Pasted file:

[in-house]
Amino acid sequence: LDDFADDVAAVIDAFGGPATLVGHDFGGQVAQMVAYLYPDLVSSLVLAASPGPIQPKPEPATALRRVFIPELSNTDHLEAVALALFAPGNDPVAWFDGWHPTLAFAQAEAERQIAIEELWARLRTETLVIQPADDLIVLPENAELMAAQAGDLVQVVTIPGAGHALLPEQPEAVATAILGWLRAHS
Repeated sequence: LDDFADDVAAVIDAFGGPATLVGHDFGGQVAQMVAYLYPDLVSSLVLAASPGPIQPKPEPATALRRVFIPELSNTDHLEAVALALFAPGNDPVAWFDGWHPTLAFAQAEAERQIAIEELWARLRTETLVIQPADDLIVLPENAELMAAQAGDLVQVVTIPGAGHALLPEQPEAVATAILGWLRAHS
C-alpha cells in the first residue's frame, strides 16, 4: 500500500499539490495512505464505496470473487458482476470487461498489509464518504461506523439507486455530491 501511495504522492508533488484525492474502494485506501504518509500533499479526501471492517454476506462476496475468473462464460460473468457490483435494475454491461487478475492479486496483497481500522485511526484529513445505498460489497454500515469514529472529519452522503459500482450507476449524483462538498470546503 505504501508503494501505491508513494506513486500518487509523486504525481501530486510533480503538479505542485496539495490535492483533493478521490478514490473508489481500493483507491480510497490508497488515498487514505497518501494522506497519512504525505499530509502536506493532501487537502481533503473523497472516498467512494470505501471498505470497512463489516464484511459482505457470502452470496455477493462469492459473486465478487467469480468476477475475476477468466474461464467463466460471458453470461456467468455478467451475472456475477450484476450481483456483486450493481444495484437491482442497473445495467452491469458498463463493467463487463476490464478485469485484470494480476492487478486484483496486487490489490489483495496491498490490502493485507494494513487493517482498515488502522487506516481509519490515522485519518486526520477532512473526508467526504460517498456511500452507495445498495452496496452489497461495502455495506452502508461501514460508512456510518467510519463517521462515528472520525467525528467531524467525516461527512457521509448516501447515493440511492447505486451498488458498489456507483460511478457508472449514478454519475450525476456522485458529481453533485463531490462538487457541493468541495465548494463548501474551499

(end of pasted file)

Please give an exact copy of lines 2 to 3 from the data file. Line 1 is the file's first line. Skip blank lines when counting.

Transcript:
Amino acid sequence: LDDFADDVAAVIDAFGGPATLVGHDFGGQVAQMVAYLYPDLVSSLVLAASPGPIQPKPEPATALRRVFIPELSNTDHLEAVALALFAPGNDPVAWFDGWHPTLAFAQAEAERQIAIEELWARLRTETLVIQPADDLIVLPENAELMAAQAGDLVQVVTIPGAGHALLPEQPEAVATAILGWLRAHS
Repeated sequence: LDDFADDVAAVIDAFGGPATLVGHDFGGQVAQMVAYLYPDLVSSLVLAASPGPIQPKPEPATALRRVFIPELSNTDHLEAVALALFAPGNDPVAWFDGWHPTLAFAQAEAERQIAIEELWARLRTETLVIQPADDLIVLPENAELMAAQAGDLVQVVTIPGAGHALLPEQPEAVATAILGWLRAHS